Is Skincare Necessary If You’re Always Indoors? Here’s What Experts Think

Photographed by Caroline Tompkins.
With the days merging into a nonstop loop of Tiger King memes, TikTok dances and Instagram live notifications, the first rule of self-isolation is that there are no rules. Although we may now start the day with strenuously whipped coffee, our morning skincare routines are a little more ambiguous.
By now we know the perils of pollution, such as dullness, pigmentation and inflammation, as well as UV damage, like skin cancer, dark spots and fine lines. But as we adjust to lockdown life indoors, should we bother with our typical protective routines if we aren't facing the same environmental onslaught?
Advertisement
Cramped commuting on the Tube and smog-ridden strolls may be a distant memory but according to skin experts, it’s business as usual. "Although all the days spent indoors may feel like time is standing still, it sadly isn’t and therefore isn’t an excuse to forget about your skincare routine," says Dr Shereene Idriss, board certified dermatologist. Even at home, we are exposed to various pollutants and environmental triggers that induce stress on our skin, with central heating and lack of fresh air being the worst offenders.
Free radicals – molecules in the atmosphere which damage the skin – are just as prevalent indoors as they are outside, and applying topical antioxidants is the best way to neutralise them. Vitamin C in particular is a complexion-boosting hero for brightening lacklustre, uneven skin, Dr Idriss explains. "Vitamin C is a potent agent and it also reduces pigmentation, particularly when combined with vitamin E and ferulic acid." Try SkinCeuticals C E Ferulic Serum, £135, or Pixi Vitamin C Serum, £26. Apply a couple of drops every morning after cleansing and before SPF for a much-needed healthy glow.
If we’re susceptible to pollutants in our homes, where does that leave us in terms of wearing SPF when we’re cooped up indoors? According to Victoria Hiscock, medical communications manager at AlumierMD, sun protection is still an everyday essential inside. "Glass doesn’t block UVA rays (which cause things like fine lines, wrinkles and pigmentation), meaning it penetrates through windows into our skin and reaches the lower layers. We’re not at risk of burning through windows, because UVB rays (responsible for sunburn and skin cancer) are blocked by clouds and glass, but we’re still at risk of long-term sun damage, which accounts for approximately 90% of skin ageing."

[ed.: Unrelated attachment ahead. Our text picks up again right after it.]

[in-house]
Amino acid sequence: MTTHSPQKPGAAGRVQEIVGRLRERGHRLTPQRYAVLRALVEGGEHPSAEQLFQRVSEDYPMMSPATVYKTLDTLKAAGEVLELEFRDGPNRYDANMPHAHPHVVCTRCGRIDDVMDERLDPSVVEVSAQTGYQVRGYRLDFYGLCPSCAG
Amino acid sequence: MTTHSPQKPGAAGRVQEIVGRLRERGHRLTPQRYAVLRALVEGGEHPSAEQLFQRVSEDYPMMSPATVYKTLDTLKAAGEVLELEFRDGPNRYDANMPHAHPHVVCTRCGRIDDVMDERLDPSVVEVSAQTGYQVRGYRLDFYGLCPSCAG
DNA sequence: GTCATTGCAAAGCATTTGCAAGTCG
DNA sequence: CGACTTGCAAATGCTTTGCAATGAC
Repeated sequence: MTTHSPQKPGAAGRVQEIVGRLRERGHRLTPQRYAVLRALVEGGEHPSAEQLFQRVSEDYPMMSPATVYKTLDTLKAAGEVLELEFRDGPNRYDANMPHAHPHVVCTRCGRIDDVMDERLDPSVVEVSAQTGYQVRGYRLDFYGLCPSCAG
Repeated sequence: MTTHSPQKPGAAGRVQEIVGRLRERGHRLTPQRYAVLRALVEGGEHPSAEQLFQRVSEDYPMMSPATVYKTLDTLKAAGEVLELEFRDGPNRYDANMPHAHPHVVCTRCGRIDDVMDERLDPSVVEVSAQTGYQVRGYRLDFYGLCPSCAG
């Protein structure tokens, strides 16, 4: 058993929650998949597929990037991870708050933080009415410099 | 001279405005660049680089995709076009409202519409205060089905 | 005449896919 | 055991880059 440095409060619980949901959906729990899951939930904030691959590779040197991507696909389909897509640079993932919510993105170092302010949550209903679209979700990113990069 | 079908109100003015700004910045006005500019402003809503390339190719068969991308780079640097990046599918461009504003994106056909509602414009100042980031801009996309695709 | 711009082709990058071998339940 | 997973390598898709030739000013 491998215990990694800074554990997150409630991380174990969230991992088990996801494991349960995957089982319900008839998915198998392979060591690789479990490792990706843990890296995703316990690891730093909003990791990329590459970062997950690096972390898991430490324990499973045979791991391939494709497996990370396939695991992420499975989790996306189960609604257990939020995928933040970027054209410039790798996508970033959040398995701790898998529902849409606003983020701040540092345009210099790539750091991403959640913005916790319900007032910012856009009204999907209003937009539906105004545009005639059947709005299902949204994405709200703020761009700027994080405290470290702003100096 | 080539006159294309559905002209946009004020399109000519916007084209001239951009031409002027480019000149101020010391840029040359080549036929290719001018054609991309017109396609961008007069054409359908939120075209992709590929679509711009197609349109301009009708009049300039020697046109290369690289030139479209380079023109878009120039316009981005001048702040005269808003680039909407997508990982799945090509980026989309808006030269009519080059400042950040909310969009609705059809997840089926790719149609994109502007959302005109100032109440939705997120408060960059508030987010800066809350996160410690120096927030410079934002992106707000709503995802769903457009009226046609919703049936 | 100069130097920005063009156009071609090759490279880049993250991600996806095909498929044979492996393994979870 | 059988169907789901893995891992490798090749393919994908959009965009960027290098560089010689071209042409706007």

Advertisement
With more daylight hours, it’s as crucial to use sunscreen (SPF 30 or 50) inside as it is during your daily outdoor quota. But ultraviolet radiation from the sun isn’t the only reason to use SPF. "Blue light, also known as high energy visible light, is emitted from laptops, phones and tablets," explains Hiscock. Between Netflix (yes, we are still watching!) and copious social media scrolling, our screen time is at a high. Both Idriss and Hiscock advise using a physical sunscreen with zinc oxide as it protects against both ultraviolet and blue light. Try AlumierMD Sheer Hydration SPF 40 Versatile Tint, £37.50, which is tinted for extra protection; Drunk Elephant Umbra Sheer Physical Daily Defence SPF 30, £29, a lightweight SPF that makes skin dewy; or COSRX Shield Fit All Green Comfort Sun SPF50+, £16, which leaves skin matte and fresh, not heavy or chalky.
While we are stuck indoors, consultant dermatologist Dr Anjali Mahto says that now is an ideal time to introduce a retinoid (otherwise known as vitamin A) into your routine. "Vitamin A can help with fine lines and pigmentation alongside boosting collagen production," Dr Mahto tells R29. "Early use can often cause some irritation and skin flaking as well as sensitivity to the sun. But being indoors, having more time to care for the skin is a good time to introduce vitamin A and see what you tolerate."